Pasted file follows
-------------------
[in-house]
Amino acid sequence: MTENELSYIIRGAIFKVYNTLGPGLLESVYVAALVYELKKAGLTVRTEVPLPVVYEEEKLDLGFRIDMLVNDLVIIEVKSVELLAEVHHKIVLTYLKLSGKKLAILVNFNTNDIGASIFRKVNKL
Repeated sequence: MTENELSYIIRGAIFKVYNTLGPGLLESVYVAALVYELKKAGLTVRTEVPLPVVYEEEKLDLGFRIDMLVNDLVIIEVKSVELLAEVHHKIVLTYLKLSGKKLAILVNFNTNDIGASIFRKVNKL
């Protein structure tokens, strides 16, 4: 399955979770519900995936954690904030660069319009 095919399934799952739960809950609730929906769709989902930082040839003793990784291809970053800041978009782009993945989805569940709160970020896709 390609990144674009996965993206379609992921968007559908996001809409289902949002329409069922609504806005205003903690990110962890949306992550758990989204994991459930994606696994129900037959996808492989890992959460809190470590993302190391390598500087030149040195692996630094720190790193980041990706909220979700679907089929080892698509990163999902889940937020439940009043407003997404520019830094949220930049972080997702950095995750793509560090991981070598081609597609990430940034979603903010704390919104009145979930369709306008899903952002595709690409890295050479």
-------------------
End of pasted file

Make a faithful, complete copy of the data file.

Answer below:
[in-house]
Amino acid sequence: MTENELSYIIRGAIFKVYNTLGPGLLESVYVAALVYELKKAGLTVRTEVPLPVVYEEEKLDLGFRIDMLVNDLVIIEVKSVELLAEVHHKIVLTYLKLSGKKLAILVNFNTNDIGASIFRKVNKL
Repeated sequence: MTENELSYIIRGAIFKVYNTLGPGLLESVYVAALVYELKKAGLTVRTEVPLPVVYEEEKLDLGFRIDMLVNDLVIIEVKSVELLAEVHHKIVLTYLKLSGKKLAILVNFNTNDIGASIFRKVNKL
């Protein structure tokens, strides 16, 4: 399955979770519900995936954690904030660069319009 095919399934799952739960809950609730929906769709989902930082040839003793990784291809970053800041978009782009993945989805569940709160970020896709 390609990144674009996965993206379609992921968007559908996001809409289902949002329409069922609504806005205003903690990110962890949306992550758990989204994991459930994606696994129900037959996808492989890992959460809190470590993302190391390598500087030149040195692996630094720190790193980041990706909220979700679907089929080892698509990163999902889940937020439940009043407003997404520019830094949220930049972080997702950095995750793509560090991981070598081609597609990430940034979603903010704390919104009145979930369709306008899903952002595709690409890295050479």